Special Guests Get A Taste Of Submarine Cuisine
By Julia Bergman
New London Day
June 15, 2016
GROTON – Five-hundred-forty meals a day.
Such is the undertaking for culinary specialists assigned to Virginia-class attack submarines.
Virginia submarines have about 135 crew members, who are usually served four meals a day. About 30 people eat at one time. Oftentimes, extra riders will be onboard.
Ten select guests got a taste of what that's like Wednesday during a lecture-with-lunch event called "Dining in the Deep," part of Connecticut's Submarine Century celebrations.
The event was held at the Naval Submarine Base's Cross Hall Galley.
On average, Virginia submarines have 90 to 120 days' worth of food stored onboard.
Or, put this way: One Virginia-class submarine will have 1,500 pounds of rib-eye rolled beef, 1,000 pounds of ground beef, 900 pounds of chicken breast, 300 pounds of bacon, 5,500 pounds of flour, 2,500 pounds of sugar and more than 1,000 pounds of coffee, which perpetually brews.
And that's just the staples, which are the basis for the meals made onboard a submarine.
Six to eight people cook on a submarine, and they rotate through a standard Navy menu that repeats every 21 days.
Now that underway submarine crews have shifted to an 8-hour watch schedule, culinary specialists have to be ready to serve a meal "at any given time," said Lt. Cmdr. Chris Shutt, waterfront supply officer at the base.
Previously, crews were on an 18-hour schedule while underway, which meant they were on watch for six hours a day and off for 12 hours.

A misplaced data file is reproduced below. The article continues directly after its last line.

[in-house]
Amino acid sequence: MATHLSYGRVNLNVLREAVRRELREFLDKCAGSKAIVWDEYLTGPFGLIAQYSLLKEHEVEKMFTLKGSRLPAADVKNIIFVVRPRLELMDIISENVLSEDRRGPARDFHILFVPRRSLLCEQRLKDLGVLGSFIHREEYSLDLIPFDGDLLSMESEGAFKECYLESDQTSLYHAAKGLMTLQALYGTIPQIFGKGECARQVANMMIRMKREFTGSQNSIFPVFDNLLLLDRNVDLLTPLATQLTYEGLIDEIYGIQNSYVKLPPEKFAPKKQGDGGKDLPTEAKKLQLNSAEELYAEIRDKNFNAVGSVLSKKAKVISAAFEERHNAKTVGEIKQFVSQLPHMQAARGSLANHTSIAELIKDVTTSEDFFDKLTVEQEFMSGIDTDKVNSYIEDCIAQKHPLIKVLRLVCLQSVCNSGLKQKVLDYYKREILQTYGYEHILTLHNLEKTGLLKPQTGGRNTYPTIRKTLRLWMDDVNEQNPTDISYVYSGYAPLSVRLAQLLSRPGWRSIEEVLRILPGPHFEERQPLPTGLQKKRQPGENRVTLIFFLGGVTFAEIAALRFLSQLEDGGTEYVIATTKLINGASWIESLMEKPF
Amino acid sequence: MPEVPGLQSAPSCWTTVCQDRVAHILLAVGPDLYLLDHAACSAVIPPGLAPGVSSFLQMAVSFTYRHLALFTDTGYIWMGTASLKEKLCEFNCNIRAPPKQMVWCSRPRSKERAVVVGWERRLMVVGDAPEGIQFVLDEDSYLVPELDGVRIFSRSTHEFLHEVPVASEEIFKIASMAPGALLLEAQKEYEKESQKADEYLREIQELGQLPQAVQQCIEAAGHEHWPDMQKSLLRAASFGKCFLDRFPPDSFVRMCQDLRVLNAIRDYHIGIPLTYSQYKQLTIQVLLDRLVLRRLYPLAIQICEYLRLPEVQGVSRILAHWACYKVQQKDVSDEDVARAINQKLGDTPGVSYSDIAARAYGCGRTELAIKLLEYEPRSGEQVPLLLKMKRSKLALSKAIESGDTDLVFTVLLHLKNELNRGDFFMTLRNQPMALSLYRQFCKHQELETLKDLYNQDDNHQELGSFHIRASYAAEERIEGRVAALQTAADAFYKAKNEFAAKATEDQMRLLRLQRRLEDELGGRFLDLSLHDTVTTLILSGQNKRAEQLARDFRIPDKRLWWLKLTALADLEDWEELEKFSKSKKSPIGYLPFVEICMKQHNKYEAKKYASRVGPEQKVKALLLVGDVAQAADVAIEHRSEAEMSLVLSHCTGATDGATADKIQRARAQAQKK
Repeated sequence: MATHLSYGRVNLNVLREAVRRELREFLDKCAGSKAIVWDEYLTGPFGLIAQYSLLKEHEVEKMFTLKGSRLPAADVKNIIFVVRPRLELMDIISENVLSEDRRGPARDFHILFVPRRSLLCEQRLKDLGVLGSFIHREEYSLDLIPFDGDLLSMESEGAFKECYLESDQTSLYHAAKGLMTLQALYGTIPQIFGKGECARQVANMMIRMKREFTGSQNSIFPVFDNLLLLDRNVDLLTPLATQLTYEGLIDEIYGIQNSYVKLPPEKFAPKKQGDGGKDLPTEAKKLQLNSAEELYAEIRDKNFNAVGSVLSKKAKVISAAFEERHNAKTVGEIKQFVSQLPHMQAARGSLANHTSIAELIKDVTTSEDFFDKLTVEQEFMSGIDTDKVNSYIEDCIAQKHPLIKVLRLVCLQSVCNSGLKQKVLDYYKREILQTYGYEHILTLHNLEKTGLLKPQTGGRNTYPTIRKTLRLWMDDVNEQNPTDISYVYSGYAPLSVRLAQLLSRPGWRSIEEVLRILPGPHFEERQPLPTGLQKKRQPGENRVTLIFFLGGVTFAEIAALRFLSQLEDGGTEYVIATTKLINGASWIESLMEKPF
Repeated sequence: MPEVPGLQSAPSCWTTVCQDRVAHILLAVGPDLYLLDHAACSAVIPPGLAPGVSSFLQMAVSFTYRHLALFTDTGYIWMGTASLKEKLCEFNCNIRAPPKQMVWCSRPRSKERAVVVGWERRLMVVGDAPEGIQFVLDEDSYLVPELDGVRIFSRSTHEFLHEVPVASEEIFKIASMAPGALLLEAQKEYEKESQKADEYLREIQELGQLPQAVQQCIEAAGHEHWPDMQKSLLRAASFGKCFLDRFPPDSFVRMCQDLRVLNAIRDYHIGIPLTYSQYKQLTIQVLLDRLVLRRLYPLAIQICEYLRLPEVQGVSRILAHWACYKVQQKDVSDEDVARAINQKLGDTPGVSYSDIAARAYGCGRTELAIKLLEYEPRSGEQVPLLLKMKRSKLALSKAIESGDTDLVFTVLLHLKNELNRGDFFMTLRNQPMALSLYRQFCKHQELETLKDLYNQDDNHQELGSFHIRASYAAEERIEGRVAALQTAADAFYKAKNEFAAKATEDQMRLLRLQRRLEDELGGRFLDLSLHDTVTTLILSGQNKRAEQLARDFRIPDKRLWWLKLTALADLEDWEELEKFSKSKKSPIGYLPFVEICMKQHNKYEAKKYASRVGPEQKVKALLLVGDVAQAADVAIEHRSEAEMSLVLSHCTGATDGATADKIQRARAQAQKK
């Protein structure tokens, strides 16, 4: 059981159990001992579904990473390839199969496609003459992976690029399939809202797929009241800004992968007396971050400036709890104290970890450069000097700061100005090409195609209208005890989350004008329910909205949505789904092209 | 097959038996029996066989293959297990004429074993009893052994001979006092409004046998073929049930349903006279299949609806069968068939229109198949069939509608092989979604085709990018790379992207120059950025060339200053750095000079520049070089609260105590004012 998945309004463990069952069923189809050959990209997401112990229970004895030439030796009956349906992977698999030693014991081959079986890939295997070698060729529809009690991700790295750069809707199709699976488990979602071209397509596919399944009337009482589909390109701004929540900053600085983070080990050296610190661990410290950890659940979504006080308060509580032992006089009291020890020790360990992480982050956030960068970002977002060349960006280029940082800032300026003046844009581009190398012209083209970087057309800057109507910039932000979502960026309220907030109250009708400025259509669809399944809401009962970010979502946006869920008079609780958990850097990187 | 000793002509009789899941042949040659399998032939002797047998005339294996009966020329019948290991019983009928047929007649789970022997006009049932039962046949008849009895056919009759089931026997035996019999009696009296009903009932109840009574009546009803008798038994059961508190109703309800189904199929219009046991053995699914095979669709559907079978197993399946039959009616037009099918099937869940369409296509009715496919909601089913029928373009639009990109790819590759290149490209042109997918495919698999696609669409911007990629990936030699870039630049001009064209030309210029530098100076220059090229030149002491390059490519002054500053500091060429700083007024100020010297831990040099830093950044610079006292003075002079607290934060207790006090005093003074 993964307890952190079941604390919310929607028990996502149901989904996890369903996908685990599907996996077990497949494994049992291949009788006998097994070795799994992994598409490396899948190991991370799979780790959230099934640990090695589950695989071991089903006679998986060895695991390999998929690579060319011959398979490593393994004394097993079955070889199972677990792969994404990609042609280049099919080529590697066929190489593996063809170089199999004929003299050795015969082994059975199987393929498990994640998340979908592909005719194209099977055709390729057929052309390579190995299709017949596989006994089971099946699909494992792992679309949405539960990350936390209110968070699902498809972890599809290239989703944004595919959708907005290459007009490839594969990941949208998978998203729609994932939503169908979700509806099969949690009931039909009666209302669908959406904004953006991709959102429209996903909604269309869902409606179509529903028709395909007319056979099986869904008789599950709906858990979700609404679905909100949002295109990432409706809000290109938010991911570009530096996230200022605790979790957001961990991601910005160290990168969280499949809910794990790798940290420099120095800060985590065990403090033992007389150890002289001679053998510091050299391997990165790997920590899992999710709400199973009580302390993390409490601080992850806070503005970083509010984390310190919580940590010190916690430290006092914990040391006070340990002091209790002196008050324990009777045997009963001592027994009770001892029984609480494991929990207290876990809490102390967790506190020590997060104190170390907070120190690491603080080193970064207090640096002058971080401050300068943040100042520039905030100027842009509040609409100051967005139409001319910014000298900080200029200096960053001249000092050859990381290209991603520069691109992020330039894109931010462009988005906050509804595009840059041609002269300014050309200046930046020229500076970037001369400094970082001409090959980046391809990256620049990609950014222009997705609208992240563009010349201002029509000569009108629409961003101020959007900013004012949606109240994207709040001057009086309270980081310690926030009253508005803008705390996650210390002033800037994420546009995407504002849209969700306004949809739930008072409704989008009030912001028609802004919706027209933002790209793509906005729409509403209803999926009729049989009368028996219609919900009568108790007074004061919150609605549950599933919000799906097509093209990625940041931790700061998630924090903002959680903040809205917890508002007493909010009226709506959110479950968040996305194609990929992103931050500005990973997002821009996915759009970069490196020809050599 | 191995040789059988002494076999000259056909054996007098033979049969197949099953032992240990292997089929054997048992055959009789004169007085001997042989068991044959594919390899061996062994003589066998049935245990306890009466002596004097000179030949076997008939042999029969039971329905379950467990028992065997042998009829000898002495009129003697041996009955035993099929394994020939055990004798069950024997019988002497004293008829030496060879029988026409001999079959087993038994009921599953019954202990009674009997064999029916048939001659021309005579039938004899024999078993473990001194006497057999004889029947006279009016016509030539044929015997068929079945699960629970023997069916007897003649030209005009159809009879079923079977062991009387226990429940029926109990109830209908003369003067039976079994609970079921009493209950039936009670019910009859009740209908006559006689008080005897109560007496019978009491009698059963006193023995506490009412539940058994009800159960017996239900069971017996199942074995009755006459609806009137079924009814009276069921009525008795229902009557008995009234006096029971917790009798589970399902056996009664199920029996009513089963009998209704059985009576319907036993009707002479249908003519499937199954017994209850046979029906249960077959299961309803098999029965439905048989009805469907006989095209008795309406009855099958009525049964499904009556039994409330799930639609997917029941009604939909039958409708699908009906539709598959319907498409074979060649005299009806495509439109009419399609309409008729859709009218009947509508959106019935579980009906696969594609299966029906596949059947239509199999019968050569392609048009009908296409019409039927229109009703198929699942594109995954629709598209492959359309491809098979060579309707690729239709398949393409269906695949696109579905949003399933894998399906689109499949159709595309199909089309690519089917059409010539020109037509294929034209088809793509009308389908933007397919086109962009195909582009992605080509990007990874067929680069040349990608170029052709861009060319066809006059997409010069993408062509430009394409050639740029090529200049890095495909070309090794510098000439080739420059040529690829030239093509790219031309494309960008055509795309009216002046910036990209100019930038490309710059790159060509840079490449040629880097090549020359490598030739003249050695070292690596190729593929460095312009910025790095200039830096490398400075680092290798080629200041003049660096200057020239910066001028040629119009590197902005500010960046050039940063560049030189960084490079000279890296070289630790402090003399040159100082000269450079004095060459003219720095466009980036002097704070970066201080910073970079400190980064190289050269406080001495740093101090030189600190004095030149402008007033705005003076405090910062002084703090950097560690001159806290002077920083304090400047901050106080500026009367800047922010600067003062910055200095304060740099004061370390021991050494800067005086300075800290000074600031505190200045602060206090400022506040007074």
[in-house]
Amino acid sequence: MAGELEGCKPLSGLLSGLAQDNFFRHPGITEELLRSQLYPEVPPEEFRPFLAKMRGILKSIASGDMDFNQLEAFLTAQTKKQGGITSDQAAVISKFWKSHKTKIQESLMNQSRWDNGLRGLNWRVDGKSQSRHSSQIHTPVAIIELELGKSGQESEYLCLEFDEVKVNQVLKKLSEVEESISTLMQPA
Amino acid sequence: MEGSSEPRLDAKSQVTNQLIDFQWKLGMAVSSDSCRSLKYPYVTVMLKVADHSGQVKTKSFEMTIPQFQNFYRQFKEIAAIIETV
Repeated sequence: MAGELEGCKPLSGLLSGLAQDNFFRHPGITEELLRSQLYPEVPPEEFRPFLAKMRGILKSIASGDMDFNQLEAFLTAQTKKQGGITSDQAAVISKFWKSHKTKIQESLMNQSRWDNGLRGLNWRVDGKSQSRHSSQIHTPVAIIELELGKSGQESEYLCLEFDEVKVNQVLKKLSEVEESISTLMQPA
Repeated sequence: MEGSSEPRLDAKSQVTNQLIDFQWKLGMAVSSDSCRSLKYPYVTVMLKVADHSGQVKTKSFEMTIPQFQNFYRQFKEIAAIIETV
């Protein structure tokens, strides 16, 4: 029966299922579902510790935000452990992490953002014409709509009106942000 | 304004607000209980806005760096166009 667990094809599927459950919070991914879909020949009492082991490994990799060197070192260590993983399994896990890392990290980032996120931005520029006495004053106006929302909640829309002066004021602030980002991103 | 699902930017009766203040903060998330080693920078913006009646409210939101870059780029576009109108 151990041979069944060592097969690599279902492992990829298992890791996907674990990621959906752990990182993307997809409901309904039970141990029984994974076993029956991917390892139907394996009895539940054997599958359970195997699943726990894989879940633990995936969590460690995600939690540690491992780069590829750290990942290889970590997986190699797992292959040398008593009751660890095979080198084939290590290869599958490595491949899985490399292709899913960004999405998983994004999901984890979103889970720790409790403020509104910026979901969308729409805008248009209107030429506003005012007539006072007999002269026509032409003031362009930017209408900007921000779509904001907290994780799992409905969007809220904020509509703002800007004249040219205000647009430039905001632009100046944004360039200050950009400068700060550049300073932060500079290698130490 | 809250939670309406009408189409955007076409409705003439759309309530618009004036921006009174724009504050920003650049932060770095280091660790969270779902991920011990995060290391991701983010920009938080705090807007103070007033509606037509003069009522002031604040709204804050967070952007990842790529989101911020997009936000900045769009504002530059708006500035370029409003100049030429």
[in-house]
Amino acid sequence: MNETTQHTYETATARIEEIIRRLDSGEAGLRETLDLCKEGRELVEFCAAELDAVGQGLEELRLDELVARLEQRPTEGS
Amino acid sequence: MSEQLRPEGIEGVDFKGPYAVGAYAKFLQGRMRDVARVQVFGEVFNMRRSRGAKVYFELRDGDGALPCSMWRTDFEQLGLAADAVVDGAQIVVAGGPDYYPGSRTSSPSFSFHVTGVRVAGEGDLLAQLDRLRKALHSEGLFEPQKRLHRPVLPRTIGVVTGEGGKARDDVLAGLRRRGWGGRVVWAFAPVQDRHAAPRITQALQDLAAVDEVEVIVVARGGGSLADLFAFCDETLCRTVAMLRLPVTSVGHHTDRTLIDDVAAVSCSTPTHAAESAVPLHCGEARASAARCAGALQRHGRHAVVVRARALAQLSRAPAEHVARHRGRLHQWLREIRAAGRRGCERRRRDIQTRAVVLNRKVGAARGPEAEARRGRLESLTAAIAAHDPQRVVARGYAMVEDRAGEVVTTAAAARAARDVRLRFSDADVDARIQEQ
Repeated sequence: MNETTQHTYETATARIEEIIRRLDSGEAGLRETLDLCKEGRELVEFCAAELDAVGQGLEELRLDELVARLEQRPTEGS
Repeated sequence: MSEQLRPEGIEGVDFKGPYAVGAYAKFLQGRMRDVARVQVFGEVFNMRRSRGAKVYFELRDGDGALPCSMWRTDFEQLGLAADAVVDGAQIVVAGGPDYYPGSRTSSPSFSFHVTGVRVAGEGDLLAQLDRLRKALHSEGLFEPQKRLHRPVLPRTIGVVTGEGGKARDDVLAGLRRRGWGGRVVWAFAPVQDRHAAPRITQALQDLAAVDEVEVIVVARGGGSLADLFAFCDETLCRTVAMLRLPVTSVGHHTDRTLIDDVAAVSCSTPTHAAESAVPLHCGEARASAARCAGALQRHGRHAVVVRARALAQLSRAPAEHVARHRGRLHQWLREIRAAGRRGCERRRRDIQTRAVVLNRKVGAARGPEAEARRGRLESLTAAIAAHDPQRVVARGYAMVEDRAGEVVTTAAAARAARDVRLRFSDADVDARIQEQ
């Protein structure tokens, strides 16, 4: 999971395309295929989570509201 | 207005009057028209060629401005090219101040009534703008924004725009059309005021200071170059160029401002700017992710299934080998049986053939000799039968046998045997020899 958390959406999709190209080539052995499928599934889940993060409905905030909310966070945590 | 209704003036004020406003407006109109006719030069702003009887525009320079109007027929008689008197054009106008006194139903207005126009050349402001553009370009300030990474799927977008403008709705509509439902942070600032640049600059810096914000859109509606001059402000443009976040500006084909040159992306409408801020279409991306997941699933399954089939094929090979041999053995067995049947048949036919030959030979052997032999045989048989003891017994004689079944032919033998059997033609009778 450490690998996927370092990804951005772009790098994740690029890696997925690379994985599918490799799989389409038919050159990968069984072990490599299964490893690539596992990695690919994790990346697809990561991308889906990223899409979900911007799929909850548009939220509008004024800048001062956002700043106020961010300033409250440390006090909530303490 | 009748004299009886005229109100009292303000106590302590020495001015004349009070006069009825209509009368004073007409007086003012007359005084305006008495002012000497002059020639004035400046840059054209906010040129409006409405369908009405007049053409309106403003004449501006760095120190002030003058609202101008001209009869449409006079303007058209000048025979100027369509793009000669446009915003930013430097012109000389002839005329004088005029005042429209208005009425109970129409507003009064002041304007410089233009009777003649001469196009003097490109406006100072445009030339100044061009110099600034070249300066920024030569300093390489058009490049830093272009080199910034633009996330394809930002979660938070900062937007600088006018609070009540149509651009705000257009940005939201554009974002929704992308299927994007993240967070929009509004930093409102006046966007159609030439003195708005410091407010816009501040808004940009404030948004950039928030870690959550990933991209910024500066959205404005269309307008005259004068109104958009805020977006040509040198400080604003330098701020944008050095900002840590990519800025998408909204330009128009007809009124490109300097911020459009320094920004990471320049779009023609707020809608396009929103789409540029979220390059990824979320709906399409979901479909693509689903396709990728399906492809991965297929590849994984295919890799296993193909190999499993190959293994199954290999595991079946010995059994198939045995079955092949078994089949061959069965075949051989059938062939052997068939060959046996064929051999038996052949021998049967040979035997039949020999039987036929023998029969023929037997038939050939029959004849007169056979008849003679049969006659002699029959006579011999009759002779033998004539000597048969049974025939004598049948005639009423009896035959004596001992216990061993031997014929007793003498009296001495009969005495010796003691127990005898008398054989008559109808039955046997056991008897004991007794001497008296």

Under the new schedule, they are on watch for 8 hours and have 16 hours between watches.
Meals served underway are presented after each eight-hour rotation, Shutt explained, and some submarines have started to serve a 30-minute mid-watch meal.
Storage capacity on submarines is limited, so food "goes everywhere," and its weight is distributed as evenly as possible inside the submarine, Shutt said.
Crew members will walk on top of canned goods until they eat their way down to the deck plates, for example.
Fresh food, such as fruit and vegetables, usually is eaten first.
Bacon, coffee, coffee creamer, "all the nice froufrou stuff," usually goes pretty quick, said Petty Officer First Class Seth Chiado, a culinary specialist assigned to the base's galley.
Previously, he was a cook on the USS New Hampshire, a Virginia-class submarine, for five years.
"On submarines, we generally eat pretty well," Chiado said, at least in the beginning.
He recalled a trip on the New Hampshire, "where we served steak and lobster on the North Pole."
Usually the combination is a sign of bad things to come.
"Steak and lobster usually means you're about to be extended or something bad is going to happen," Chiado said. "So that's how they break the bad news."
The biggest challenge to cooking on a submarine while underway isn't the limited space but anticipating the submarine's movements.
"When the boat makes an unexpected movement, then all of sudden your hard work is on the deck," he said.
Culinary specialists go through a three-week school, according to Chiado, who worked in the food industry for four years and received an associate degree in culinary arts from Johnson & Wales University in Providence before joining the Navy.
But Navy cooks also can get additional training at local restaurants, for example, where they can work with a professional chef.
One of the submarines stationed in Groton is trying to get a professional chef to come on board and teach a cooking class inside the galley, Shutt said.
Several years ago, the state funded a full-size replica of a Virginia-class galley to train culinary specialists at the base.
The project was paid for as part of the $40 million authorized by the Connecticut General Assembly in 2007 for investments that provide "military value" to the base.
Base officials expect to host another "Dining in the Deep" event in August. More information can be found at www.ctsubmarinecentury.com.